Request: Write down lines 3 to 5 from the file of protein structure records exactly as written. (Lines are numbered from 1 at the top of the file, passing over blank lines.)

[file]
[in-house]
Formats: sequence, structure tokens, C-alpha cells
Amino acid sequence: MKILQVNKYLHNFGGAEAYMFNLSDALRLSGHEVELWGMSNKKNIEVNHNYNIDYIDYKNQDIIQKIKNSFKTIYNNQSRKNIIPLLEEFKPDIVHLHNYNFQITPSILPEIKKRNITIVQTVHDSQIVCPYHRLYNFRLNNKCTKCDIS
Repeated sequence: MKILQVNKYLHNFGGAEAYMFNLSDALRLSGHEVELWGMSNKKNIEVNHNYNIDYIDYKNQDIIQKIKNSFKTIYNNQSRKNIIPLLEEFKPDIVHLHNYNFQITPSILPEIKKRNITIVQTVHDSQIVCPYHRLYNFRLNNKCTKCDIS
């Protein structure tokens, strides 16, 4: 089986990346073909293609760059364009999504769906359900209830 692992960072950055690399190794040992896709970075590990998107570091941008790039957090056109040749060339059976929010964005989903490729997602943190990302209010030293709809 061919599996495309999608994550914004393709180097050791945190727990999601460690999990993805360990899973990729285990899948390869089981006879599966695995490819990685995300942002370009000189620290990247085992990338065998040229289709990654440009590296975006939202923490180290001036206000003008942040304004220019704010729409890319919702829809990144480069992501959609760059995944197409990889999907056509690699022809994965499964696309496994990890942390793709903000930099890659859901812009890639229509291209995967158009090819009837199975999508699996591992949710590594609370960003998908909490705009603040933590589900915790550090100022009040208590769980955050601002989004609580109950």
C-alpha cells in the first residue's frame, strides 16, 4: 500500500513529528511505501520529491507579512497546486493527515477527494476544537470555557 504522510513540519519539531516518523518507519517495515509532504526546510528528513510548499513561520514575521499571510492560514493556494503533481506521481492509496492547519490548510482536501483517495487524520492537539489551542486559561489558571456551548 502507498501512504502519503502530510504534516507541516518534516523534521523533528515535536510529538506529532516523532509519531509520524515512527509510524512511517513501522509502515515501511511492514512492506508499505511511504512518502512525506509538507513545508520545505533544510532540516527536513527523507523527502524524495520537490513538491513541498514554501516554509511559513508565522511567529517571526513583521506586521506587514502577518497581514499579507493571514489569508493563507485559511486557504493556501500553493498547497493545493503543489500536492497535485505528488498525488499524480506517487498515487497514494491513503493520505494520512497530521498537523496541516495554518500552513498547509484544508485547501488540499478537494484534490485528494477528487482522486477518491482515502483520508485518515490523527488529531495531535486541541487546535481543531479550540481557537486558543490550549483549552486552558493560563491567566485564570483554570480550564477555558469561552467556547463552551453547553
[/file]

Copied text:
Amino acid sequence: MKILQVNKYLHNFGGAEAYMFNLSDALRLSGHEVELWGMSNKKNIEVNHNYNIDYIDYKNQDIIQKIKNSFKTIYNNQSRKNIIPLLEEFKPDIVHLHNYNFQITPSILPEIKKRNITIVQTVHDSQIVCPYHRLYNFRLNNKCTKCDIS
Repeated sequence: MKILQVNKYLHNFGGAEAYMFNLSDALRLSGHEVELWGMSNKKNIEVNHNYNIDYIDYKNQDIIQKIKNSFKTIYNNQSRKNIIPLLEEFKPDIVHLHNYNFQITPSILPEIKKRNITIVQTVHDSQIVCPYHRLYNFRLNNKCTKCDIS
């Protein structure tokens, strides 16, 4: 089986990346073909293609760059364009999504769906359900209830 692992960072950055690399190794040992896709970075590990998107570091941008790039957090056109040749060339059976929010964005989903490729997602943190990302209010030293709809 061919599996495309999608994550914004393709180097050791945190727990999601460690999990993805360990899973990729285990899948390869089981006879599966695995490819990685995300942002370009000189620290990247085992990338065998040229289709990654440009590296975006939202923490180290001036206000003008942040304004220019704010729409890319919702829809990144480069992501959609760059995944197409990889999907056509690699022809994965499964696309496994990890942390793709903000930099890659859901812009890639229509291209995967158009090819009837199975999508699996591992949710590594609370960003998908909490705009603040933590589900915790550090100022009040208590769980955050601002989004609580109950």